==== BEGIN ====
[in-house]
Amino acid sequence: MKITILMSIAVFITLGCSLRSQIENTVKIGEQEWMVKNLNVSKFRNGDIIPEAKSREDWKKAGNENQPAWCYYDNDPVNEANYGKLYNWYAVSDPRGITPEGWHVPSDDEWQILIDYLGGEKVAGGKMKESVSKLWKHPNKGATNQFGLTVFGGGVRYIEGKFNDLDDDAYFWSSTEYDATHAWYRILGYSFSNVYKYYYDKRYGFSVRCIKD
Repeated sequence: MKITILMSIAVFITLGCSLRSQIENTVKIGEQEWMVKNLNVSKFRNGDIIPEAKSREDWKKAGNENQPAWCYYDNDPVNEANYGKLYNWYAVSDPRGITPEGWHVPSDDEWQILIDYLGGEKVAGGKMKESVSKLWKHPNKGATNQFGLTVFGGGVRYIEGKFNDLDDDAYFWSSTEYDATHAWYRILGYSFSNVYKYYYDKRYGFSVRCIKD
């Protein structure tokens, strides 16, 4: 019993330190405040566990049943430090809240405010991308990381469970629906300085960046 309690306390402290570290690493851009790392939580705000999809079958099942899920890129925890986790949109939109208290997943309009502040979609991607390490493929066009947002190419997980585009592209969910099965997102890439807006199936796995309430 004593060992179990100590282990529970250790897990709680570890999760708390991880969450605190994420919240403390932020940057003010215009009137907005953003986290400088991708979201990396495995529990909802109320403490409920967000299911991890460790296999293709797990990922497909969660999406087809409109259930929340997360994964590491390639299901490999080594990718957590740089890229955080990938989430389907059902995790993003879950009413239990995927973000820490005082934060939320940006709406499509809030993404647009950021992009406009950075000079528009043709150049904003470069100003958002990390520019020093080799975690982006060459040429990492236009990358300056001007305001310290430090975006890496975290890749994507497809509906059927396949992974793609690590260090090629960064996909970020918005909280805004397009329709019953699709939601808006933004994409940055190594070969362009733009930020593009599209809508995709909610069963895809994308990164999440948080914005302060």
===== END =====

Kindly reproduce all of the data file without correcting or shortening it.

[in-house]
Amino acid sequence: MKITILMSIAVFITLGCSLRSQIENTVKIGEQEWMVKNLNVSKFRNGDIIPEAKSREDWKKAGNENQPAWCYYDNDPVNEANYGKLYNWYAVSDPRGITPEGWHVPSDDEWQILIDYLGGEKVAGGKMKESVSKLWKHPNKGATNQFGLTVFGGGVRYIEGKFNDLDDDAYFWSSTEYDATHAWYRILGYSFSNVYKYYYDKRYGFSVRCIKD
Repeated sequence: MKITILMSIAVFITLGCSLRSQIENTVKIGEQEWMVKNLNVSKFRNGDIIPEAKSREDWKKAGNENQPAWCYYDNDPVNEANYGKLYNWYAVSDPRGITPEGWHVPSDDEWQILIDYLGGEKVAGGKMKESVSKLWKHPNKGATNQFGLTVFGGGVRYIEGKFNDLDDDAYFWSSTEYDATHAWYRILGYSFSNVYKYYYDKRYGFSVRCIKD
């Protein structure tokens, strides 16, 4: 019993330190405040566990049943430090809240405010991308990381469970629906300085960046 309690306390402290570290690493851009790392939580705000999809079958099942899920890129925890986790949109939109208290997943309009502040979609991607390490493929066009947002190419997980585009592209969910099965997102890439807006199936796995309430 004593060992179990100590282990529970250790897990709680570890999760708390991880969450605190994420919240403390932020940057003010215009009137907005953003986290400088991708979201990396495995529990909802109320403490409920967000299911991890460790296999293709797990990922497909969660999406087809409109259930929340997360994964590491390639299901490999080594990718957590740089890229955080990938989430389907059902995790993003879950009413239990995927973000820490005082934060939320940006709406499509809030993404647009950021992009406009950075000079528009043709150049904003470069100003958002990390520019020093080799975690982006060459040429990492236009990358300056001007305001310290430090975006890496975290890749994507497809509906059927396949992974793609690590260090090629960064996909970020918005909280805004397009329709019953699709939601808006933004994409940055190594070969362009733009930020593009599209809508995709909610069963895809994308990164999440948080914005302060």